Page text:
September 21,2004

Grassley Urges Iowa Businesses to Help Enforcement of Intellectual Property Rights in China

WASHINGTON – Sen. Chuck Grassley, chairman of the Committee on Finance, todayannounced his support for the Bush Administration’s out-of-cycle review of China’s intellectual property rights commitments and encouraged Iowa companies that may be experiencing intellectual property rights problems in China to participate.

The Administration is soliciting comments from businesses as part of an effort to measurethe progress of China’s commitments to significantly reduce intellectual property rightsinfringements. The Administration negotiated specific commitments from China during the U.S.-China Joint Commission on Commerce and Trade in April.

“This out-of-cycle review of China’s intellectual property rights commitments is an importantelement of the Administration’s efforts to ensure that China is abiding by its international tradecommitments,” Grassley said. “I’m calling on all companies doing business in China to provide dataon the prevalence of intellectual property rights infringement in China and provide examples ofspecific individual cases in which these rights have or have not been respected.

“Strong enforcement of our international trade agreements is an important priority forPresident Bush and for me. To succeed, we need to work in partnership with the businesscommunity in Iowa and across the nation. I hope Iowa companies that have information aboutChina’s intellectual property rights enforcement efforts will help us in this important endeavor.”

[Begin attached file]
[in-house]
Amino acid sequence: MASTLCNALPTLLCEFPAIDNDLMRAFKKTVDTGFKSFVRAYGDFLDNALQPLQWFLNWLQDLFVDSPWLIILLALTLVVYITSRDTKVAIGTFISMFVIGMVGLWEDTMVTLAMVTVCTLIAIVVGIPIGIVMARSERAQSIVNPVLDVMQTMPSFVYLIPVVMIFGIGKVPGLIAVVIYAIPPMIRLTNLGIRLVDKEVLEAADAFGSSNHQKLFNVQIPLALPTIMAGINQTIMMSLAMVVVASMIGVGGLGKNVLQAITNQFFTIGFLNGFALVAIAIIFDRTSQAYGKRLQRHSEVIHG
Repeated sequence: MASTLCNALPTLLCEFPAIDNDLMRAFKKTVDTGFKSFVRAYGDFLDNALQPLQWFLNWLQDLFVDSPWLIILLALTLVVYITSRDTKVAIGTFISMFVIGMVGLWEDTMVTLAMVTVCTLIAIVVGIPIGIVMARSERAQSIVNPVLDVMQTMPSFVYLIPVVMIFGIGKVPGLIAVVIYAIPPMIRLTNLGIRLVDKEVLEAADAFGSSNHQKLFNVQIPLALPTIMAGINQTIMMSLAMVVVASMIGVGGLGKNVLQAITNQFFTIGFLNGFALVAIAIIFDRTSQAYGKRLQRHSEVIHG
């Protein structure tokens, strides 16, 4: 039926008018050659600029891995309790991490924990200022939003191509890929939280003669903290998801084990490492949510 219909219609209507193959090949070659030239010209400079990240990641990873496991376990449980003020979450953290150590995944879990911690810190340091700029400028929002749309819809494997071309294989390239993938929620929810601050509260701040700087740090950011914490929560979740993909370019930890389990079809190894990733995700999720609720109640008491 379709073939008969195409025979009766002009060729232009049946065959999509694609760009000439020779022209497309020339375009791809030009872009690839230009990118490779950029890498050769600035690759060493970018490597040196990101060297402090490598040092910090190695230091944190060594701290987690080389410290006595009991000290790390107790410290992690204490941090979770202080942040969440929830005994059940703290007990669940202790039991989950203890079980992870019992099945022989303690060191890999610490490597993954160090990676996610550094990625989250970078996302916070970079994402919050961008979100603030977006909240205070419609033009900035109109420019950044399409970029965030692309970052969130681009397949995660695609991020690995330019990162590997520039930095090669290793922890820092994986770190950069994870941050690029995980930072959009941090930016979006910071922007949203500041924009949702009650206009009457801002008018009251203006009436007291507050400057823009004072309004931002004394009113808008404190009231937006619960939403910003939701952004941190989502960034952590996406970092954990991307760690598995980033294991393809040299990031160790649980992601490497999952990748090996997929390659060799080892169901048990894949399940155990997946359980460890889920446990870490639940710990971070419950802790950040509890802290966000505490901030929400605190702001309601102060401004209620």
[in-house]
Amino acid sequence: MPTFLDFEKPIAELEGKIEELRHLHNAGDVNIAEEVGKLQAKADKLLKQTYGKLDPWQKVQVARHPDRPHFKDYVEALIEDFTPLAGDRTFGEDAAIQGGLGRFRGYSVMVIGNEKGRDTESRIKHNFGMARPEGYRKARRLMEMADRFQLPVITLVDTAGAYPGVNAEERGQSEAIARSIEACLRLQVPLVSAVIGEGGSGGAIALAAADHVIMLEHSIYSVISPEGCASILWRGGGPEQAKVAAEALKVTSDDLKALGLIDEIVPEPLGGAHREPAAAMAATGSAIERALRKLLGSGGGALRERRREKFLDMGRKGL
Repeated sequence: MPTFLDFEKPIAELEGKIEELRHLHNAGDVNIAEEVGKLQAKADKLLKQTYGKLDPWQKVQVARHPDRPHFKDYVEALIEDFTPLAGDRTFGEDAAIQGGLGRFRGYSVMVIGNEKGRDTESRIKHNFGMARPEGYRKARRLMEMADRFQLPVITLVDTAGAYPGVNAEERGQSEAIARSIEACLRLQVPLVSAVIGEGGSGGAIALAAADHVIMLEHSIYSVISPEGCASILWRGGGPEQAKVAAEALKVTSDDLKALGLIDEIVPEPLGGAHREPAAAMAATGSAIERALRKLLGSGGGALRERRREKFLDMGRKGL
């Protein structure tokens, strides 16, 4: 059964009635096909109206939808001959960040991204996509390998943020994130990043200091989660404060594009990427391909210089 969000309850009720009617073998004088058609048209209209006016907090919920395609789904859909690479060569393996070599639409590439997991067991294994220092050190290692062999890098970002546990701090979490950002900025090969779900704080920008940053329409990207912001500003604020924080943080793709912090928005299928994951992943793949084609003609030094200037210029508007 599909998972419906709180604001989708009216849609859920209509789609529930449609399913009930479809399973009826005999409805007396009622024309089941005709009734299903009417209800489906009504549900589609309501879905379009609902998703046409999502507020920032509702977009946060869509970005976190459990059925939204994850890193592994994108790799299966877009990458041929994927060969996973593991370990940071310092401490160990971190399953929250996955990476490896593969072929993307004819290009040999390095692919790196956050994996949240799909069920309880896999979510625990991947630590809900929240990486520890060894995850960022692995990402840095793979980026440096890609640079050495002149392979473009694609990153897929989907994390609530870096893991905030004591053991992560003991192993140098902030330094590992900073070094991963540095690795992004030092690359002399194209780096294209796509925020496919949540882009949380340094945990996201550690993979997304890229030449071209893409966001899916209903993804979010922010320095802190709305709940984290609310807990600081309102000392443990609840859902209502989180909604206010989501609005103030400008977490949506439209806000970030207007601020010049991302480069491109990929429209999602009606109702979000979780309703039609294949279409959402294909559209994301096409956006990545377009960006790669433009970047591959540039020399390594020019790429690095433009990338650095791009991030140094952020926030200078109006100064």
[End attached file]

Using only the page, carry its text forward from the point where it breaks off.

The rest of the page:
The “Special 301” provisions of the Trade Act of 1974 require the United States TradeRepresentative to identify foreign countries that deny adequate and effective protection of intellectualproperty rights or fair and equitable market access for U.S. persons that rely on intellectual propertyprotection. The Special 301 process concludes by May 1 of each year, while out-of-cycle reviewscan be conducted at any time.

Details on how to participate follow.

The Bush Administration’s Out-of-Cycle Review Data Request Information Sheet

Dear interested member of industry:

Improving protection for intellectual property in China is a top priority for this Administration. Tothat end, we negotiated specific commitments from China during the April JCCT that would resultin significant reductions in infringement. We seek your help to accurately measure progress.As announced in USTR’s 2004 Special 301 Report, we will be conducting an out-of-cycle review(OCR) in early 2005 to evaluate China’s implementation of the commitments announced at the JointCommission on Commerce and Trade meeting on April 7, and whether China’s actions are achievingresults. As U.S. IPR leaders and participants in China’s market, your direct input is critical to ourability to thoroughly evaluate China’s progress.